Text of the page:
After going through the theory of markers in BrainVision Analyzer 2, let us now move on to some common steps of EEG analysis in which markers help to make our lives easier. Several Analyzer 2 transformations work with different marker types. The ones that create or manipulate markers, as well as those that export marker information shall be described in the following. In addition, many of the solutions in Analyzer 2 make use of the markers for more specific purposes. Let us see how.
Finding a peak
Are you looking for an easy way to find the latency and amplitude of your characteristic ERP component (e.g. P300) or would you like to find the individual alpha frequency for each subject? You are looking for peak detection! The Peak Detection transform (Transformations > Segment Analysis Functions > Result Evaluation > Peak Detection) is used to detect and mark local minima and maxima within an averaged EEG waveform.
In contrast to Peak Detection, the MinMax Markers solution (Solutions > Markers > MinMax Markers) lets you find the minimum and/or maximum amplitude in each segment and in this sense is great for single trial analysis. Here, a marker is set at the time point or frequency bin with the lowest or highest value within a given search window. Additionally, this solution also works on averaged frequency data to find spectral peaks.
Both Peak Detection and MinMax Markers place markers of type Peak. You can select specific channels in which the peaks are to be marked as channel markers or choose a reference channel to place global markers.
Of course, peak processing does not end with marking latencies and amplitudes. Peak Information Export (Export > Multiple Export > Peak Information) and the Peak Export solution (Solutions > Export > Peak Export) help you to export peak marker information by writing it to a *.txt file usable for further processing or statistical analysis. Additionally, peak to peak and area measures can be selected for export. Similarly, to finding peaks, Peak Information Export is applied to averaged data, whereas Peak Export is used for single trial analysis.
Dealing with artifacts
Oh no, artifacts! Generally, you have two options: Reject them or correct them.
Portions of bad data can be marked on continuous data using Raw Data Inspection (Transformations > Artifact Rejection/Reduction > Raw Data Inspection) or on segmented data using Artifact Rejection (Transformations > Artifact Rejection/Reduction > Artifact Rejection). The former allows you to check your data for artifacts and mark respective time periods as Bad Intervals. The same is done in Artifact Rejection but it allows you to not only mark but also remove whole segments if they contain artifacts. The inspection can be carried out manually, semiautomatically or automatically. Markers are of type Bad Interval and indicate to many transformations that the marked intervals should not be considered, unless stated/set differently. Please refer to the first part of this article for the special characteristics of Bad Interval markers.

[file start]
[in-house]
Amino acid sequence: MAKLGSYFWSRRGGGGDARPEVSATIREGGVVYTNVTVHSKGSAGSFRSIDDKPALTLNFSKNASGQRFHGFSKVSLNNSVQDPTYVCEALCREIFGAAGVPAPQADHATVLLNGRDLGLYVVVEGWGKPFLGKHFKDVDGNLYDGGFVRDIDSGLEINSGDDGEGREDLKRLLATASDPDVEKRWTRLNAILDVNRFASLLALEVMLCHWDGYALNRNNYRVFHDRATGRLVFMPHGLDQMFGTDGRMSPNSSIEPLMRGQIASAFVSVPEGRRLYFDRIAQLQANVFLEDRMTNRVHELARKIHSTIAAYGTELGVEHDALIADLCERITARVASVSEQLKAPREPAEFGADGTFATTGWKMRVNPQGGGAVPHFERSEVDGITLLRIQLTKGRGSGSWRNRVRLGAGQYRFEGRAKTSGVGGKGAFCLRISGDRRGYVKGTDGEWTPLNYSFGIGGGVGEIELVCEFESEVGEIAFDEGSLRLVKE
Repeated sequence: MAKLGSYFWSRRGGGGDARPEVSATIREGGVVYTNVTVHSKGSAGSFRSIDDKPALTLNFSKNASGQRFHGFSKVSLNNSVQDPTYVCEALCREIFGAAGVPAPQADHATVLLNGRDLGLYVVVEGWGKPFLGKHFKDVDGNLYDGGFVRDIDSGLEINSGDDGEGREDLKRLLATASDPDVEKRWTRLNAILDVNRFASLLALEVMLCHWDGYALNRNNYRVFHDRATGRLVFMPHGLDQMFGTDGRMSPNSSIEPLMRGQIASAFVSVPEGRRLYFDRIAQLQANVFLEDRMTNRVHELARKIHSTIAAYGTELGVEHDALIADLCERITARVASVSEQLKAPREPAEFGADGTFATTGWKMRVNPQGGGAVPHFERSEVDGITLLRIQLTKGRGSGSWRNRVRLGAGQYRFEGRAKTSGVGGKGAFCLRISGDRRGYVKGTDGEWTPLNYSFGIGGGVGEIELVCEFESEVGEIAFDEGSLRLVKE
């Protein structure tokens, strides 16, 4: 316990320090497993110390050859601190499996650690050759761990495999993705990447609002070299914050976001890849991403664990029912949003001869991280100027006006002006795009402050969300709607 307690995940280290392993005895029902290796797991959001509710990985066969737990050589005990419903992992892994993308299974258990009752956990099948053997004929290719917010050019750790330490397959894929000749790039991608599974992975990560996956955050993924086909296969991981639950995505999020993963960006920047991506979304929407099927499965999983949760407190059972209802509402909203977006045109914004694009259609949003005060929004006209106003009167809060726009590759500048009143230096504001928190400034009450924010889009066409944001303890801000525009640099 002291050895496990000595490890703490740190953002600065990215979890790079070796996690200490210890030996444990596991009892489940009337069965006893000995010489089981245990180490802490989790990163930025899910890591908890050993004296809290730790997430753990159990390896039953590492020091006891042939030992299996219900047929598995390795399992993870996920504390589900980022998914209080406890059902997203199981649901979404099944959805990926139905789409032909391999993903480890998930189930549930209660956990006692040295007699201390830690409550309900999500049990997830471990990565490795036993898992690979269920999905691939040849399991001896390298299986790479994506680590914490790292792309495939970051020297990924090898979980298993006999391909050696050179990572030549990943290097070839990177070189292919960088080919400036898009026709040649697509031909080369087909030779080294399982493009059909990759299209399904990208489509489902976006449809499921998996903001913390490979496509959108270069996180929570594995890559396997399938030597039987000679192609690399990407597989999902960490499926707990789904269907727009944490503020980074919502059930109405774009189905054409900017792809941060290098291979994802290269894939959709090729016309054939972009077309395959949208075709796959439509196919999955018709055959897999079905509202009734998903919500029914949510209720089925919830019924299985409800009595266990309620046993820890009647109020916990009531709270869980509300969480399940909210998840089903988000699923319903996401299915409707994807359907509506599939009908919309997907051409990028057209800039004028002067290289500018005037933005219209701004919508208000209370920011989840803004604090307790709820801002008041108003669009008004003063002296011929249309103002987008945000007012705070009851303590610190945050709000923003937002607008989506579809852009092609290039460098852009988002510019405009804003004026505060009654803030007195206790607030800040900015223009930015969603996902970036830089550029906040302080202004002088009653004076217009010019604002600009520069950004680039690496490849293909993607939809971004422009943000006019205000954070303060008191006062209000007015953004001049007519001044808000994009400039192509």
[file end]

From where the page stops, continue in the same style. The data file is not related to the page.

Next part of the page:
Rejecting artifacts has the disadvantage that valuable portions of data are lost, while correcting them lets you keep the affected time periods. Thankfully a number of sophisticated correction methods exist for certain kinds of artifacts and are implemented in Analyzer 2. All of these methods include a detection algorithm which can be used to set markers indicating the occurrence of artifacts.
Ocular Correction and Ocular Correction ICA can both reduce the effect of eye movements on the EEG signal using different methodological approaches. However, both can either detect and correct the data in one step or they can be used to set markers of type Blink as either interval or start/stop markers without applying the correction itself. This can be very useful to evaluate the result of the detection method or even to decide which correction method would be the most promising for a particular data set.